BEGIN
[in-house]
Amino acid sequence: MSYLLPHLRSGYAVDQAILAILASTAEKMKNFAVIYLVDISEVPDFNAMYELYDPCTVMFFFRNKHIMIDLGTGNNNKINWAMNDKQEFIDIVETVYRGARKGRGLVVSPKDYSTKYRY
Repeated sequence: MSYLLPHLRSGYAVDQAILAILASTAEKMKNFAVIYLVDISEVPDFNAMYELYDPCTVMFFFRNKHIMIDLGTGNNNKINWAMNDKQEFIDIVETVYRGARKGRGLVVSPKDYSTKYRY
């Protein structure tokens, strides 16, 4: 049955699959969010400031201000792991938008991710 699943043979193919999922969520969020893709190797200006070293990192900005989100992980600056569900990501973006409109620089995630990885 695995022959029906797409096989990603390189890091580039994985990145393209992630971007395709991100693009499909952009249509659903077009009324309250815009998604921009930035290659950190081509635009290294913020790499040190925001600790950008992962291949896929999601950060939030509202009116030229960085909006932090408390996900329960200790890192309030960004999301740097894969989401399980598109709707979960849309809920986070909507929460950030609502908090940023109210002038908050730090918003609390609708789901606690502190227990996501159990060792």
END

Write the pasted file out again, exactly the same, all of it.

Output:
[in-house]
Amino acid sequence: MSYLLPHLRSGYAVDQAILAILASTAEKMKNFAVIYLVDISEVPDFNAMYELYDPCTVMFFFRNKHIMIDLGTGNNNKINWAMNDKQEFIDIVETVYRGARKGRGLVVSPKDYSTKYRY
Repeated sequence: MSYLLPHLRSGYAVDQAILAILASTAEKMKNFAVIYLVDISEVPDFNAMYELYDPCTVMFFFRNKHIMIDLGTGNNNKINWAMNDKQEFIDIVETVYRGARKGRGLVVSPKDYSTKYRY
């Protein structure tokens, strides 16, 4: 049955699959969010400031201000792991938008991710 699943043979193919999922969520969020893709190797200006070293990192900005989100992980600056569900990501973006409109620089995630990885 695995022959029906797409096989990603390189890091580039994985990145393209992630971007395709991100693009499909952009249509659903077009009324309250815009998604921009930035290659950190081509635009290294913020790499040190925001600790950008992962291949896929999601950060939030509202009116030229960085909006932090408390996900329960200790890192309030960004999301740097894969989401399980598109709707979960849309809920986070909507929460950030609502908090940023109210002038908050730090918003609390609708789901606690502190227990996501159990060792």